Serious security flaws discovered in Android phones, Samsung and HTC ignore issue
The ease and ability of Android licensees to modify the software they install on their smartphones has opened vast security holes that enable rogue apps to record calls, monitor users' locations and access sensitive data without permission, researchers say, noting that while Google and Motorola acknowledge the issues, HTC and Samsung have ignored their findings.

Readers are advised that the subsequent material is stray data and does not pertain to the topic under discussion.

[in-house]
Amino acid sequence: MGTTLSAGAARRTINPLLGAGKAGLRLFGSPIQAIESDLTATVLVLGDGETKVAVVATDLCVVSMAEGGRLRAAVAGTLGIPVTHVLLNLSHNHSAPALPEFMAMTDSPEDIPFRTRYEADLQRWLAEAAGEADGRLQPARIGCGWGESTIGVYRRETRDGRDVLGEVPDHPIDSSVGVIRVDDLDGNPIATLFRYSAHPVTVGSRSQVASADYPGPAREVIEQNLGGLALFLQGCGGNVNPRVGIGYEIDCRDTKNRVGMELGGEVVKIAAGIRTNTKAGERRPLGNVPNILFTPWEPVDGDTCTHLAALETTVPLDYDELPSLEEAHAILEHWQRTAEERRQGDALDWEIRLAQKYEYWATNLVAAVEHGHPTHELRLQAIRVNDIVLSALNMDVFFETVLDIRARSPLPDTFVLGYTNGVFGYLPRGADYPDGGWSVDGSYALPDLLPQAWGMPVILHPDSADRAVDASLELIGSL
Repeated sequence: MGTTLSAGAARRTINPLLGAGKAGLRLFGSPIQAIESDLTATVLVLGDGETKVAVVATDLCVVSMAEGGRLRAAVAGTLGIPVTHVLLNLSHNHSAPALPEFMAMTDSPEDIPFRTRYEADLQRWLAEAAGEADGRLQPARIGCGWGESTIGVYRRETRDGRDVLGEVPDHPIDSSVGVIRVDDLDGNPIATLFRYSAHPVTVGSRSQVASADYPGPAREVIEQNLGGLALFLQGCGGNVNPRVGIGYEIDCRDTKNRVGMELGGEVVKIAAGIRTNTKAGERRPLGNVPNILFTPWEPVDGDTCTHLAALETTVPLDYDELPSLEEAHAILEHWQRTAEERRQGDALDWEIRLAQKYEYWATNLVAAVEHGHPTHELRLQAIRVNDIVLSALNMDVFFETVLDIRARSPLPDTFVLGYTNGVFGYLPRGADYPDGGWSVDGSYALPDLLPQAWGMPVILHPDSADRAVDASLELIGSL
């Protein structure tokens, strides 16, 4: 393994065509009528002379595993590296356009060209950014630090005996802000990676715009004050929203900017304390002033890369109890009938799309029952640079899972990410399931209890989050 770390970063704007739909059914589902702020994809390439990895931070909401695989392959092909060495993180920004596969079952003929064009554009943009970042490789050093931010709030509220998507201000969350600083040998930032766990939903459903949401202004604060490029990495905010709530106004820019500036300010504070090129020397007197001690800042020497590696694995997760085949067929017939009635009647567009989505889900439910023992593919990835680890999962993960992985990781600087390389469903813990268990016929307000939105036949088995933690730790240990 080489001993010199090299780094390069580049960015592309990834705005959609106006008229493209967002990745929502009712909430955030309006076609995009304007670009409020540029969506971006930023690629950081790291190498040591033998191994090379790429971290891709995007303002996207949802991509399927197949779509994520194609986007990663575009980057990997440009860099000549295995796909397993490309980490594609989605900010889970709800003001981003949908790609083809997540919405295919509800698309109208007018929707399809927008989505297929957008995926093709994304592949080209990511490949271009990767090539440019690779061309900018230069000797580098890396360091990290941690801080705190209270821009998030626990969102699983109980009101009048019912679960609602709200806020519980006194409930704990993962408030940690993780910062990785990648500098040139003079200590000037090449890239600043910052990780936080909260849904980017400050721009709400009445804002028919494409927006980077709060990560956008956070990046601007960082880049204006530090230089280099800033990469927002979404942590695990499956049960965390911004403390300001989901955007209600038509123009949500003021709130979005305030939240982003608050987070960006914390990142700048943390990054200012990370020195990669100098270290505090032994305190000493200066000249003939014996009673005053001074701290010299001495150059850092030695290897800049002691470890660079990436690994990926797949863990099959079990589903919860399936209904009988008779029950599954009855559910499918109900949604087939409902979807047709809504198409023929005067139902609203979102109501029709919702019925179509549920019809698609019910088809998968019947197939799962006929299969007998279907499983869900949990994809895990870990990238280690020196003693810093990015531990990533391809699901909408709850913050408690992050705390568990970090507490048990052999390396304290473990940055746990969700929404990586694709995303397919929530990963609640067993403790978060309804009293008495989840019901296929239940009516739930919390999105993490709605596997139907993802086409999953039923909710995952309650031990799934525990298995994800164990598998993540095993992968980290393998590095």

Researchers from North Carolina State University have demonstrated that Android's permission-based security system can be easily circumvented due to flaws in the software that licensees add to their devices, according to security testing performed on popular HTC, Samsung, Motorola and Google-branded smartphones.
"Android provides a permission-based security model that requires each application to explicitly request permissions before it can be installed to run," the researchers note in the paper (PDF) "Systematic Detection of Capability Leaks in Stock Android Smartphones," which will be presented at this year's Network and Distributed System Security Symposium.
- Thu, 2012-09-20 01:39
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